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Please Help - eMachines T2885 Self Destructed

By BarnOwl ยท 6 replies
Dec 23, 2008
  1. Please Help, Good people.

    I am trying to resurrect a dead eMachines T2885 desktop back into a working computer, in order give it to my fiance. The Power Supply (Bestec ATX-250-12E) died and took the motherboard out with it. At this point, I need to replace the MB/CPU/PSU/RAM/Heat Sink&Fan, but I hope to be able to reuse the Case, Hard Drive (will do a fresh retail install of Win XP), CD Burner, DVD drive, and FDD drive, plus I have a SoundBlaster card I can put in. Here is all the info eMachines will provide on the original specs:

    eMachine T2885 Desktop
    CPU: Intel Celeron 2.8 GHz
    OS: MS XP Home
    Chipset: Intel 845GV (PC 2100)
    Hard Drive: 80 GB
    Optical Drive: 48x Max CD-RW Drive; 16x Max DVD Drive; 3.5" 1.44MB FDD
    Video: Intel Extreme Graphics 3D 64MB Shared Memory
    Sound: AC '97 Audio
    Network: Intel PRO 10/100Mbps built in Ethernet
    Modem: 56K ITU v.92-ready Fax/Modem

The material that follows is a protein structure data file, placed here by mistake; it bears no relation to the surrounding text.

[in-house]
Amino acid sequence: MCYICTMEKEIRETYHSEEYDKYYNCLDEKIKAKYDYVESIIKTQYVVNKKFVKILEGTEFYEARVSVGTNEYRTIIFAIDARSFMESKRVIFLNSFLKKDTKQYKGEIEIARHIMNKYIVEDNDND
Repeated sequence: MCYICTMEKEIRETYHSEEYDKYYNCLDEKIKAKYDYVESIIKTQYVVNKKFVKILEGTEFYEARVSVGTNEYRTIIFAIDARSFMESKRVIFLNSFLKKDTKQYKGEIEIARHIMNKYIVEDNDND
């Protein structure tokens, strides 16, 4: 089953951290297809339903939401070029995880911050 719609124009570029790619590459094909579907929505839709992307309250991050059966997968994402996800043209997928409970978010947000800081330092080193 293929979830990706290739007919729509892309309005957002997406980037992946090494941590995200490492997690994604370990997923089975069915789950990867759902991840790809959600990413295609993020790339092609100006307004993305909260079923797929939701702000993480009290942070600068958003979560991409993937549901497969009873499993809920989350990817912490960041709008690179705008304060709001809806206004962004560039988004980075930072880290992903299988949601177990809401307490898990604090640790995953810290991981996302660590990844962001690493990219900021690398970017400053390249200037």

Peripherals: Standard Multimedia Keyboard, 2-Button Wheele Mouse, Amplified Stereo Speakers
    Ports/Other: 6 USB 2.0 ports (2 on front), 1 Serial, 1 Parallel, 2 PS/2, Audio-In & Out
    Dimensions: 7.25"W x 14.125"H x 16"D

    These are the components that I would like to use to resurrect this fallen machine. Will the knowledgeable people on this board please look over this list, and tell me if these components are compatible with each other, & with the case and the drives. I have tried to chose compatible parts, that will make a decent all-around machine, but I've never configured an entire system from scratch before, and this is a bit overwhelming. I'd just like to make sure I am not missing something. (I apologise for not putting in the links for each of these items. But the board rules required me to remove them, because this is my first post. For your ease of reference, everything is at NewEgg.com)

    (Can anyone please help me chose the right MB)
    I was going to get the MSI G31M3-L V2

    But after further reading, I think I would like to use the Asus P5KPL-CM
    ASUS P5KPL-CM LGA 775 Intel G31 Micro ATX Intel Motherboard - Retail

    Intel Pentium Dual Core E5200 2.5GHz, Wolfdale 45nm, Cache Size: 2MB Socket: Socket 775

    Power Supply:
    OCZ StealthXStream OCZ500SXS 500W ATX12V / EPS12V Active PFC Power Supply

    CPU Fan/Heat Sink:
    I can not, for the life of me, determine what HSF will actually fit into the space on the motherboard. This problem is compounded, but only slightly, by the dificulty in deciding between the two micro-ATX MB(s). At this point, I am considering just using the heat sink/fan that came with the retail version of this Intel CPU.